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European Commission


Brussels, 15 April 2014

Disclosure of non-financial and diversity information by large companies and groups - Frequently asked questions

See also STATEMENT/14/124

1. What will change? What information will be disclosed and how?

Current EU legislation, in particular Directive 2013/34/EU on the annual financial statements, consolidated financial statements and related reports of certain types of undertakings, addresses the disclosure of non-financial information. However, the requirements of the existing legislation have proved to be unclear and ineffective, and are applied in different ways in different Member States. Currently, fewer than 10% of the largest EU companies disclose such information regularly. Over time, some Member States have introduced disclosure requirements that go beyond the Directive. For instance: the UK introduced legislation in 2006 and updated it in 2013; Sweden adopted legislation in 2007; Spain in 2011; Denmark amended its legislation the same year and France in 2012.

This Directive amends Directive 2013/34/EU. The objective is to increase EU companies’ transparency and performance on environmental and social matters and, therefore, to contribute effectively to long-term economic growth and employment.

Companies concerned will be required to disclose in their management report relevant and material information on policies, outcomes and risks, including due diligence that they implement, and relevant non-financial key performance indicators concerning environmental aspects, social and employee-related matters, respect for human rights, anti-corruption and bribery issues, and diversity on the boards of directors.

Companies will retain significant flexibility to disclose relevant information in the way that they consider most useful, or in a separate report. They may use international, European or national guidelines according to their own characteristics or business environment (for instance, the UN Global Compact, ISO 26000, or the German Sustainability Code).

2. Why does business transparency matter? Is disclosure of environmental and social information important?

Transparency leads to better performance. This is true not only about disclosure of financial information, but also as regards information on environmental and social matters. Transparent companies perform better over time, have lower financing costs, attract and retain talented employees, and are ultimately more successful.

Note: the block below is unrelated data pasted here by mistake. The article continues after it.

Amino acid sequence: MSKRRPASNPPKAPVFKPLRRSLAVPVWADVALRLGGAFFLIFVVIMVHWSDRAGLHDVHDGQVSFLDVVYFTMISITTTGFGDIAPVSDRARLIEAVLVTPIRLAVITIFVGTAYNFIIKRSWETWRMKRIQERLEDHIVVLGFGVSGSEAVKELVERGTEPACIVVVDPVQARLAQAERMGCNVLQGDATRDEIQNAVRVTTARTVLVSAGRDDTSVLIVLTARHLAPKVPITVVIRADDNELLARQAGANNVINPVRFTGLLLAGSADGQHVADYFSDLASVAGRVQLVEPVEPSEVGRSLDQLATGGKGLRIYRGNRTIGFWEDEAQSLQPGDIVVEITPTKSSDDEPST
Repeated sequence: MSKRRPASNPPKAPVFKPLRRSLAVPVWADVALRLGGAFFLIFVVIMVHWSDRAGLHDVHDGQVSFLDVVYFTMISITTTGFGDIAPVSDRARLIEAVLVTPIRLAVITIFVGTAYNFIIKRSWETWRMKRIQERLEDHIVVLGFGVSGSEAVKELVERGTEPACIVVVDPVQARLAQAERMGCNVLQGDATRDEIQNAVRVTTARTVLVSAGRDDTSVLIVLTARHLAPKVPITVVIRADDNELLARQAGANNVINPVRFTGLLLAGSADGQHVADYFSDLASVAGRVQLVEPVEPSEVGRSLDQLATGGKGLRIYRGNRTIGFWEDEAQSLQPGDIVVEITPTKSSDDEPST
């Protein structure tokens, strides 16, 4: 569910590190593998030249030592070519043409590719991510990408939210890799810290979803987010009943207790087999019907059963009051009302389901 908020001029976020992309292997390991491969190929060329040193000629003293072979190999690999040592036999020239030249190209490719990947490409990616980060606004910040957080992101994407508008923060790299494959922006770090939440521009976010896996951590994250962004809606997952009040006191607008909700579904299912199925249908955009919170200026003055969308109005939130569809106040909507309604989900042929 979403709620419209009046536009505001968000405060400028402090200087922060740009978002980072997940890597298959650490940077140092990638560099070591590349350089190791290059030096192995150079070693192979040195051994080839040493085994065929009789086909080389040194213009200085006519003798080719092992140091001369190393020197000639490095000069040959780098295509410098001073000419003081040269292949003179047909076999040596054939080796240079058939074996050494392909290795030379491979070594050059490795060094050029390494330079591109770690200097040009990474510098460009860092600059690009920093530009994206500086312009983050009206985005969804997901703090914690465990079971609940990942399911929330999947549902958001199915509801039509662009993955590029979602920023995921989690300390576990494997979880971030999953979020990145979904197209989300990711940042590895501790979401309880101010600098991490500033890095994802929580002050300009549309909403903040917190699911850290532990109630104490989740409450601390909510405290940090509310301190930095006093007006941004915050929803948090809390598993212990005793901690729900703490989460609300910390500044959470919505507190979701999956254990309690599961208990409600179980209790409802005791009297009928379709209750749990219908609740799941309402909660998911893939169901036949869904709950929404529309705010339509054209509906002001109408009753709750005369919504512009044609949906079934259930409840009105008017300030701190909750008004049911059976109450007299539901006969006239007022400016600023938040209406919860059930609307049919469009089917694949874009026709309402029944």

Investors are more and more interested in non-financial information in order to have a comprehensive understanding of a company’s development, performance, position and impact of its activity. They thoroughly analyse this information in their investment-decision process.

3. Why a legal requirement? Would a purely voluntary approach not be enough?

Over the years, we have seen the limits of a voluntary approach. Today, around 2 500 large EU companies disclose environmental and social information regularly, which is less than 10% of the EU large companies. Regulating some minimum requirements, whilst avoiding any undue administrative burden, in particular for the smallest companies, is the right decision at this time.

4. Who will benefit from this measure?

Each individual company disclosing transparent information on social and environmental matters will realise significant benefits over time, including better performance, lower funding costs, fewer and less significant business disruptions, better relations with consumers and stakeholders. Investors and lenders will benefit from a more informed and efficient investment decision process. Society at large will benefit from companies managing environmental and social challenges in a more effective and accountable way.

5. How does this legislation avoid undue administrative burden, in particular for small and medium-sized companies (SMEs)?

SMEs will not be required to disclose environmental and social information. This does not mean that they would not benefit from better transparency. The same logic applies as for larger companies. But smaller companies may lack appropriate human resources and information handling costs may be proportionately higher. Thus, the overall administrative burden may be disproportionately high.

In itself, this Directive will not result in a direct administrative burden for smaller companies. Nevertheless, as companies of all sizes develop their businesses, they are likely to experience transparency demands from their customers, employees, consumers, investors, lenders and other business partners and stakeholders.

Several measures have been taken to limit the administrative burden for larger companies too. For instance, the disclosure requirements may be fulfilled once at group level, rather than by each affiliate in the group, and auditing aspects are limited to an annual check.